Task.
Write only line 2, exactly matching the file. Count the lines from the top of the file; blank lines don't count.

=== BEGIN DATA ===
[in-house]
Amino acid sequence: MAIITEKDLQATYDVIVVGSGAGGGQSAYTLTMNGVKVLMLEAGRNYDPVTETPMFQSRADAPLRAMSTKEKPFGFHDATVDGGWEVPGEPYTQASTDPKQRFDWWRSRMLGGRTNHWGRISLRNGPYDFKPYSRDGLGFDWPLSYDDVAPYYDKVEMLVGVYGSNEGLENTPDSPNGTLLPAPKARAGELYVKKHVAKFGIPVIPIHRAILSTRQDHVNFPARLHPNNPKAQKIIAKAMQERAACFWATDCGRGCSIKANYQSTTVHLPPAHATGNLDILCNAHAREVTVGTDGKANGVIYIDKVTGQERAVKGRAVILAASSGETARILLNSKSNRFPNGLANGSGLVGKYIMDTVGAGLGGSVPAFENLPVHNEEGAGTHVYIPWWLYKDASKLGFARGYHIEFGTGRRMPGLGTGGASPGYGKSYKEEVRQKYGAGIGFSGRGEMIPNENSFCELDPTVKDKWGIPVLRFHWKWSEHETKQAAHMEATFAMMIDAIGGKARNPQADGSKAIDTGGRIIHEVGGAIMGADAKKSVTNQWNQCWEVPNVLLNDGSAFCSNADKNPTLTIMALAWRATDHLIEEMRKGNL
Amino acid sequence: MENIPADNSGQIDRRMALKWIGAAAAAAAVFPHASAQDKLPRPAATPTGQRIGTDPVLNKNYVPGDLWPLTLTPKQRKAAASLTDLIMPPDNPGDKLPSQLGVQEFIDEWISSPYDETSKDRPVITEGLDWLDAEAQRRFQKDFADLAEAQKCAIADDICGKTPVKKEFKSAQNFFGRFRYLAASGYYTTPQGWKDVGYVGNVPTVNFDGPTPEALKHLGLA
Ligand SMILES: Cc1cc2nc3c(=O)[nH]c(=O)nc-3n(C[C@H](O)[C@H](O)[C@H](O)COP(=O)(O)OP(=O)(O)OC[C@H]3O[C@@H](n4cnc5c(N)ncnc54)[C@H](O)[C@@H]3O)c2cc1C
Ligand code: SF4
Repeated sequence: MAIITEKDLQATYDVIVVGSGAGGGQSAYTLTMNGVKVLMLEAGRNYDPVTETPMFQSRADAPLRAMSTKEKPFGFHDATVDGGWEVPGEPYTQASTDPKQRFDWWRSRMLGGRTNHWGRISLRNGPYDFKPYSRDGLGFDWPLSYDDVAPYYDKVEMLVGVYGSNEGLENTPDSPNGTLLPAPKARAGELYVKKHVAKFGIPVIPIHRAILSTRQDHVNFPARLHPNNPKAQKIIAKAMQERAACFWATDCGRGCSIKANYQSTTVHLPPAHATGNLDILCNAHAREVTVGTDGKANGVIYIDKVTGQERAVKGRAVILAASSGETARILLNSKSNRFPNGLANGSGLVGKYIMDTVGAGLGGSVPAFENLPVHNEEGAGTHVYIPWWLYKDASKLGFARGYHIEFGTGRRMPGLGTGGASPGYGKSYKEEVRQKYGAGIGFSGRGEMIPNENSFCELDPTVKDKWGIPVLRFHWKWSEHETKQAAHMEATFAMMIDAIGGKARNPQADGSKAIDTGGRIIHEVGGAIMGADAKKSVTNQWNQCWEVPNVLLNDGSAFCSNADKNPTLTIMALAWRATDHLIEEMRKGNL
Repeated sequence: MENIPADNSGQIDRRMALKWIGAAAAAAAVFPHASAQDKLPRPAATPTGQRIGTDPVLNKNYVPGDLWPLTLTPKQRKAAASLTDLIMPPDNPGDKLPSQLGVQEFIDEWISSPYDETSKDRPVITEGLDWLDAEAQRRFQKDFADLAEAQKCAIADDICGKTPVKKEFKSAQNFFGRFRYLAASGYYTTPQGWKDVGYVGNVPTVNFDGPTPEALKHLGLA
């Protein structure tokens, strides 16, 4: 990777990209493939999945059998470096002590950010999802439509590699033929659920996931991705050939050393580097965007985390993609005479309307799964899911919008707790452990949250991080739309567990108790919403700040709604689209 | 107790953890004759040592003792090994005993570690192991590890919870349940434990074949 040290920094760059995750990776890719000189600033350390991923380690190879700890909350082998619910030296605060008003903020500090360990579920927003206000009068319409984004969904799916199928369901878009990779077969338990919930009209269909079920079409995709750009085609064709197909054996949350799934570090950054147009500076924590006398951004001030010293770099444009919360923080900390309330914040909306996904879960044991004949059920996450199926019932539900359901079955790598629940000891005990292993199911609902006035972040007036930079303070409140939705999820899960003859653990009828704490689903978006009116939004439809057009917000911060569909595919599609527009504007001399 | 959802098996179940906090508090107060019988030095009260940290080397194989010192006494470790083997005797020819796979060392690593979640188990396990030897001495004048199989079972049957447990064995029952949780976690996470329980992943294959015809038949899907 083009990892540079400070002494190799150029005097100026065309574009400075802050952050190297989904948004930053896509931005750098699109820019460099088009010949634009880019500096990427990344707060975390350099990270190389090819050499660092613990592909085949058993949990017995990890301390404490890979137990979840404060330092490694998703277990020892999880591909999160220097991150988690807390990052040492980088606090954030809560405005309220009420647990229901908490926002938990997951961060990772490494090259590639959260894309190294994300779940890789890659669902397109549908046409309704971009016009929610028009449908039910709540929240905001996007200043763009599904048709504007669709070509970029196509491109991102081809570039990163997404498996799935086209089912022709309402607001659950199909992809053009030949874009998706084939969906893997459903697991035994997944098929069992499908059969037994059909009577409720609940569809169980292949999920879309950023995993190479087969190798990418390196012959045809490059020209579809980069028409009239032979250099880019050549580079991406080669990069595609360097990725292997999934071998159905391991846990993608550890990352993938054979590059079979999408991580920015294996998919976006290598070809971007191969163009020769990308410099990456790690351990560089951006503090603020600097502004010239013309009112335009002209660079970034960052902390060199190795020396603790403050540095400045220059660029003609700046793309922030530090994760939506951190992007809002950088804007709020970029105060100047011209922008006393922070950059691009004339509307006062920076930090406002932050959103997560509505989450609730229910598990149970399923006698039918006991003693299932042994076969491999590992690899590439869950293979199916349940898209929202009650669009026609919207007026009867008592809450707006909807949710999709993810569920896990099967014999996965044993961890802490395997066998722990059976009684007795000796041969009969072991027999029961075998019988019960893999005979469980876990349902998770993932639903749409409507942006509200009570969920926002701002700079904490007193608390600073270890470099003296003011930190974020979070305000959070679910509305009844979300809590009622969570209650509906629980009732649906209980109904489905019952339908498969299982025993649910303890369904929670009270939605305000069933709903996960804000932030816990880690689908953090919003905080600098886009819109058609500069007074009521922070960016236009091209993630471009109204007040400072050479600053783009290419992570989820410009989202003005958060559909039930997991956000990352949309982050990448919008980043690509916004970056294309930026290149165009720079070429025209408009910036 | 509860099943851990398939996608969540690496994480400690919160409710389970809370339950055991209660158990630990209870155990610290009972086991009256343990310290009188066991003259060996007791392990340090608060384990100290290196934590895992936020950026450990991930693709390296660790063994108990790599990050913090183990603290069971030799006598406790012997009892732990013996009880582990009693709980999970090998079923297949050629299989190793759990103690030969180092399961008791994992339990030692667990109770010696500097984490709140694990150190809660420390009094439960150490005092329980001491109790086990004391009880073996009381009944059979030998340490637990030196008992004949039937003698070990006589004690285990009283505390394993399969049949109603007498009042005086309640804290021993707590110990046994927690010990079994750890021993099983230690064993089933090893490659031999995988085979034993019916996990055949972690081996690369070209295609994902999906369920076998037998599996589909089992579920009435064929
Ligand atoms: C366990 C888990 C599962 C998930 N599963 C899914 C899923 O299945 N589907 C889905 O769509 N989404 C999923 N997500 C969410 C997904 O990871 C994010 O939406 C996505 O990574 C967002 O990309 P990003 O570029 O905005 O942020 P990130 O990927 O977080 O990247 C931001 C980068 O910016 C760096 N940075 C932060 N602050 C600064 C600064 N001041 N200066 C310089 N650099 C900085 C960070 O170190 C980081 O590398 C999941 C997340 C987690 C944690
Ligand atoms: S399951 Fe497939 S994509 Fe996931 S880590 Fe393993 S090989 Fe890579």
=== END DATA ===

Amino acid sequence: MAIITEKDLQATYDVIVVGSGAGGGQSAYTLTMNGVKVLMLEAGRNYDPVTETPMFQSRADAPLRAMSTKEKPFGFHDATVDGGWEVPGEPYTQASTDPKQRFDWWRSRMLGGRTNHWGRISLRNGPYDFKPYSRDGLGFDWPLSYDDVAPYYDKVEMLVGVYGSNEGLENTPDSPNGTLLPAPKARAGELYVKKHVAKFGIPVIPIHRAILSTRQDHVNFPARLHPNNPKAQKIIAKAMQERAACFWATDCGRGCSIKANYQSTTVHLPPAHATGNLDILCNAHAREVTVGTDGKANGVIYIDKVTGQERAVKGRAVILAASSGETARILLNSKSNRFPNGLANGSGLVGKYIMDTVGAGLGGSVPAFENLPVHNEEGAGTHVYIPWWLYKDASKLGFARGYHIEFGTGRRMPGLGTGGASPGYGKSYKEEVRQKYGAGIGFSGRGEMIPNENSFCELDPTVKDKWGIPVLRFHWKWSEHETKQAAHMEATFAMMIDAIGGKARNPQADGSKAIDTGGRIIHEVGGAIMGADAKKSVTNQWNQCWEVPNVLLNDGSAFCSNADKNPTLTIMALAWRATDHLIEEMRKGNL